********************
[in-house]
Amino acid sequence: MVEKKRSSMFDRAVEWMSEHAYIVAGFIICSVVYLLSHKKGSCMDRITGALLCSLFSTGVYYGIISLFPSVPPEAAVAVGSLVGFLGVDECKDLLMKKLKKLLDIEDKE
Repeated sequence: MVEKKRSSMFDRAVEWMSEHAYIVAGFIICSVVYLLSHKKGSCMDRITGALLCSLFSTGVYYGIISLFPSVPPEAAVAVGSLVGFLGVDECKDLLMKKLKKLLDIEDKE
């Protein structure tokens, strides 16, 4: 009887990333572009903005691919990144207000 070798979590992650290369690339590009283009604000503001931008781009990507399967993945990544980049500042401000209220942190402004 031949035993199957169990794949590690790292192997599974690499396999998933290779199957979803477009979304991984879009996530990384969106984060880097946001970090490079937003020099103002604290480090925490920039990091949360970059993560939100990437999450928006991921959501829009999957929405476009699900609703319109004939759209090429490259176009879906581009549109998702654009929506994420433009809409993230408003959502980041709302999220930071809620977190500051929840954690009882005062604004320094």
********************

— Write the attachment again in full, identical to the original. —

[in-house]
Amino acid sequence: MVEKKRSSMFDRAVEWMSEHAYIVAGFIICSVVYLLSHKKGSCMDRITGALLCSLFSTGVYYGIISLFPSVPPEAAVAVGSLVGFLGVDECKDLLMKKLKKLLDIEDKE
Repeated sequence: MVEKKRSSMFDRAVEWMSEHAYIVAGFIICSVVYLLSHKKGSCMDRITGALLCSLFSTGVYYGIISLFPSVPPEAAVAVGSLVGFLGVDECKDLLMKKLKKLLDIEDKE
């Protein structure tokens, strides 16, 4: 009887990333572009903005691919990144207000 070798979590992650290369690339590009283009604000503001931008781009990507399967993945990544980049500042401000209220942190402004 031949035993199957169990794949590690790292192997599974690499396999998933290779199957979803477009979304991984879009996530990384969106984060880097946001970090490079937003020099103002604290480090925490920039990091949360970059993560939100990437999450928006991921959501829009999957929405476009699900609703319109004939759209090429490259176009879906581009549109998702654009929506994420433009809409993230408003959502980041709302999220930071809620977190500051929840954690009882005062604004320094």